Wedding Photos: Advice From the Pros

Ask friends to snap photos during the ceremony and reception. This shot I took of a college pal as she walked down the aisle last September isn’t professional caliber, but she loved it.

I’ve had at least seven friends get married in the past year, so I did a little reconnaissance work (okay, I sent out a group message on Facebook) to find out what, if anything, they would have done differently on the big day. Surprisingly, every one of them mentioned something about photos. “I wish I had more professional pictures with my family taken at the wedding instead of so many with the bridal party,” wrote one. From another: “I’ve had some moments where I wake out of sleep and think, ‘Oh, my gosh! I forgot to get a picture with so-and-so!’ ”

Bridesmaids, groomsmen, cousins, camp friends . . . it is a lot to handle. I asked three local wedding photographers what they tell couples to do before the “I do’s.”

1. Plan ahead.
One tip these pros couldn’t stress enough: Be über-organized. Make at least two lists—one of formal portraits you want taken and one of photos you want snapped at the reception (for example, your parents dancing). You may want to split the informal shots into two lists—photos you must have and photos you’d like to have—so the photographer can prioritize.

For the first list, remember that the more portrait groupings you want, the more time you’ll have to spend posing. “The day may run more smoothly if you’re not bogged down with formals,” says Jennifer Lust of Jennifer Lust Portrait Design.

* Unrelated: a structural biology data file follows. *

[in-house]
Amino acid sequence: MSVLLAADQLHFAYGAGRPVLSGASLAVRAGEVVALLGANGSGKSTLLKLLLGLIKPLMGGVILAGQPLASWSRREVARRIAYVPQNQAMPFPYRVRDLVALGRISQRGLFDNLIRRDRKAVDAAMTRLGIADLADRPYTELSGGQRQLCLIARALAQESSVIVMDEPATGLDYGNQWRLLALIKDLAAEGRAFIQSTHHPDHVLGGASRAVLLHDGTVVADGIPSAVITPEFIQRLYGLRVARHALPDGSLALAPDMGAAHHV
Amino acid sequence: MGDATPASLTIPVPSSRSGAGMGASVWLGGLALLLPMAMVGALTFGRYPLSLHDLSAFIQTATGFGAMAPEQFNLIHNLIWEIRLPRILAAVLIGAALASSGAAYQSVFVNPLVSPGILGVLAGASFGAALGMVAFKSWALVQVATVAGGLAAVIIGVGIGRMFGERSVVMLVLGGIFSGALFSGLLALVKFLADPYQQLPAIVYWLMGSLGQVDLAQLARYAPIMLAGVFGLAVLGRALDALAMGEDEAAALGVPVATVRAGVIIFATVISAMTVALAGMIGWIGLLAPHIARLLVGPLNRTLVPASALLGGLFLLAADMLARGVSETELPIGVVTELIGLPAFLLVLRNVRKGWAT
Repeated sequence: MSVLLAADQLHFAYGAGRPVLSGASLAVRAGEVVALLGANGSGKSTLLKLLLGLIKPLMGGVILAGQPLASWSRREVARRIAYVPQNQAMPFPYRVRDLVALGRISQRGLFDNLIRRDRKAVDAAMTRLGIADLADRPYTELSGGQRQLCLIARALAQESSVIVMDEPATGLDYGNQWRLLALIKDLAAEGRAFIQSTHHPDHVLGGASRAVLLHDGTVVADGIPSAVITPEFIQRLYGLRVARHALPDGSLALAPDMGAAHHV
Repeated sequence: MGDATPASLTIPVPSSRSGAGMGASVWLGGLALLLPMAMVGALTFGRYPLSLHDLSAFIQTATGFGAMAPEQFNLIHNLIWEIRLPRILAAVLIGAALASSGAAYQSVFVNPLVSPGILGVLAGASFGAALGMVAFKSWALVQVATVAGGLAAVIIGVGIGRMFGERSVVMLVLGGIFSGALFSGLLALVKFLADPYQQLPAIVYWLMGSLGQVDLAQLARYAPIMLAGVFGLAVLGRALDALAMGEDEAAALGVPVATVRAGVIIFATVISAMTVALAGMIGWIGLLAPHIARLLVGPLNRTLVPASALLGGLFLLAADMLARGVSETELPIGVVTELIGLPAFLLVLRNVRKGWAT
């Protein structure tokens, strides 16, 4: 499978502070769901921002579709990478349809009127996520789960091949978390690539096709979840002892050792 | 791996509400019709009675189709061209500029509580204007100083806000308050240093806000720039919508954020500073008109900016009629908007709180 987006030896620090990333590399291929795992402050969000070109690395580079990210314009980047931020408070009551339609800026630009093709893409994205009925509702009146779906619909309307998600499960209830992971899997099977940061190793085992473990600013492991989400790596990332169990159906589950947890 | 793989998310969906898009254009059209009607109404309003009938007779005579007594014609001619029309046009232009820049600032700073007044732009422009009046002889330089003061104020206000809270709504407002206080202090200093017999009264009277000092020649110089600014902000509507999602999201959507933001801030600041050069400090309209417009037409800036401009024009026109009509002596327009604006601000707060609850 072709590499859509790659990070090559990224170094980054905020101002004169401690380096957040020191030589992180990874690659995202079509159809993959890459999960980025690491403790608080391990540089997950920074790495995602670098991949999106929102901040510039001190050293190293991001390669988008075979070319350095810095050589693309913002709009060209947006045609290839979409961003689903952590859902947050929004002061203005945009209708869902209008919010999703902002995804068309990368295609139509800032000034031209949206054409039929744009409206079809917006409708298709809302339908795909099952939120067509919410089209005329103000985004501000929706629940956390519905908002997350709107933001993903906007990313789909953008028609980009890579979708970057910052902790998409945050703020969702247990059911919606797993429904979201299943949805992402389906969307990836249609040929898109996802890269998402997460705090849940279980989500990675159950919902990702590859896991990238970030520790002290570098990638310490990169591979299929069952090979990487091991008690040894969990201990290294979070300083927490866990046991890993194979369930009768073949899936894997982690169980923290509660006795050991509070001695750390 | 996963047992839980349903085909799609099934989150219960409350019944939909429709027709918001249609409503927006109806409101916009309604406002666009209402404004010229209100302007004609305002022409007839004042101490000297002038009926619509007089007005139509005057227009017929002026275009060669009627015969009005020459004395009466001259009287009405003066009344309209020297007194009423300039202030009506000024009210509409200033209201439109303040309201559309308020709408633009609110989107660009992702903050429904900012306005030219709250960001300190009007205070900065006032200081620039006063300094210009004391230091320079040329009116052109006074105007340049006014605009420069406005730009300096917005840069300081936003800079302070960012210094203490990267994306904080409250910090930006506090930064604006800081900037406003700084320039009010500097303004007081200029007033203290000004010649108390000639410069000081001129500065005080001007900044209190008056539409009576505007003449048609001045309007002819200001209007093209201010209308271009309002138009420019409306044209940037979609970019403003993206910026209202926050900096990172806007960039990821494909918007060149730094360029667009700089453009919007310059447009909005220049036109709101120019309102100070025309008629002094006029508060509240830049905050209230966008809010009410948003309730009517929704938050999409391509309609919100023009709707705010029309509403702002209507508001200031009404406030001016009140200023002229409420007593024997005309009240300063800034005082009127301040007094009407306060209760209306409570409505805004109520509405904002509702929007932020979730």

2. Be flexible.
“Often brides will ask for the shot ‘the first time he sees me enter the room,’ ” says Elaine Studley, a photographer based in Maryland. “I smile and say, ‘Okay, but don’t be surprised if he looks like a deer in headlights. His biggest smile may well be when you say the words ‘I do.’ ” Bottom line: Be excited about the magical pictures you didn’t expect, not sad about the ones that didn’t turn out.

3. Think big picture.
Couples should not only decide who they want in shots but also discuss places and general photographic preferences with their photographer, says Studley. She suggests considering these questions:
• Do you like a casual feel in images?
• Do you like sunset images?
• How do you feel about flash?
• Is there a place at your wedding site that’s special to you?
• Is there a special ritual on your day that’s unique to your culture and family?
• Would you like to take a walk rather than posing for “couple” images?

4. Get friends to help.
Remember that list you made? Give a copy to a pal who knows what your relatives and close friends look like, and let the photographer know who has that list, says DC photographer Len DePas.  “I often ask for a few key friends who can fetch and arrange the groupings so I don’t take too much time from any one particular friend,” he says.

Another tip: Tell your friends to snap tons of shots on their digital cameras. They won’t be professional portraits, but they may be the pictures you laugh about the most.

5. Remember—photos aren’t everything.

Put the Kodak moments on hold to savor the little moments—like the time right before you walk down the aisle. “Stop all photography a half hour before the ceremony and rest,” Studley says. “Hide. Relax. Have tea.” Even my friend who admitted to panic attacks over forgotten photo ops said that, after a few weeks as husband and wife, a few missing photos weren’t a big deal. “All that matters,” she said, “is that you are married!”


Brides and grooms: Share your own great photo tips in the comments section.

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